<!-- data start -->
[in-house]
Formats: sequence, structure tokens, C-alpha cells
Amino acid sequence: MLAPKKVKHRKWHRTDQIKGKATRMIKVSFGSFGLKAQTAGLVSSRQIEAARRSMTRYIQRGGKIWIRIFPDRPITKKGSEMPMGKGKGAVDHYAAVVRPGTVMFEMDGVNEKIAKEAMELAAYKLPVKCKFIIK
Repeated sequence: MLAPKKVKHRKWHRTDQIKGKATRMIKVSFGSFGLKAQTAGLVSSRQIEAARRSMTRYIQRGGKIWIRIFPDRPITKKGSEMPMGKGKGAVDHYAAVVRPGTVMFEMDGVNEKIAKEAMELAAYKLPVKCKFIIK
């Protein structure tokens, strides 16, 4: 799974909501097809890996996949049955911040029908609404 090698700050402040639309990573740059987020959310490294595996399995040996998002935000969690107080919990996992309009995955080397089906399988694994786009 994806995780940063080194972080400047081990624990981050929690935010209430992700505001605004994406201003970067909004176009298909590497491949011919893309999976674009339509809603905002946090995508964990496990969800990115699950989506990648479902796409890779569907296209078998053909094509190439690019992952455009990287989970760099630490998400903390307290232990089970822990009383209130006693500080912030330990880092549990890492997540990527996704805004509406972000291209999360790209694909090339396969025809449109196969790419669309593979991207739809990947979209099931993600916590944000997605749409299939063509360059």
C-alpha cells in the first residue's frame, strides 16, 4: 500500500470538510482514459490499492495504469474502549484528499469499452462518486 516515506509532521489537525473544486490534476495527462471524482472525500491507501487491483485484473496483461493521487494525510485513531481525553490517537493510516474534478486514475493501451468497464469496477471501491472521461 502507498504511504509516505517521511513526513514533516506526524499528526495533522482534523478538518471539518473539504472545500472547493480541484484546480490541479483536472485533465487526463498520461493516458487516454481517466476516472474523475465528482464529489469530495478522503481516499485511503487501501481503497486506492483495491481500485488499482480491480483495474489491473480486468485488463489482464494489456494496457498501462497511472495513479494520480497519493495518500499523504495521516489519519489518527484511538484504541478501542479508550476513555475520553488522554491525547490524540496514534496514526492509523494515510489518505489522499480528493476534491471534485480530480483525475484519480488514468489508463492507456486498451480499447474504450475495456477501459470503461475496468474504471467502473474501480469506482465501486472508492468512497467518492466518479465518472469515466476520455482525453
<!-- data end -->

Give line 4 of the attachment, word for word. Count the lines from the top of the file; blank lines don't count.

Repeated sequence: MLAPKKVKHRKWHRTDQIKGKATRMIKVSFGSFGLKAQTAGLVSSRQIEAARRSMTRYIQRGGKIWIRIFPDRPITKKGSEMPMGKGKGAVDHYAAVVRPGTVMFEMDGVNEKIAKEAMELAAYKLPVKCKFIIK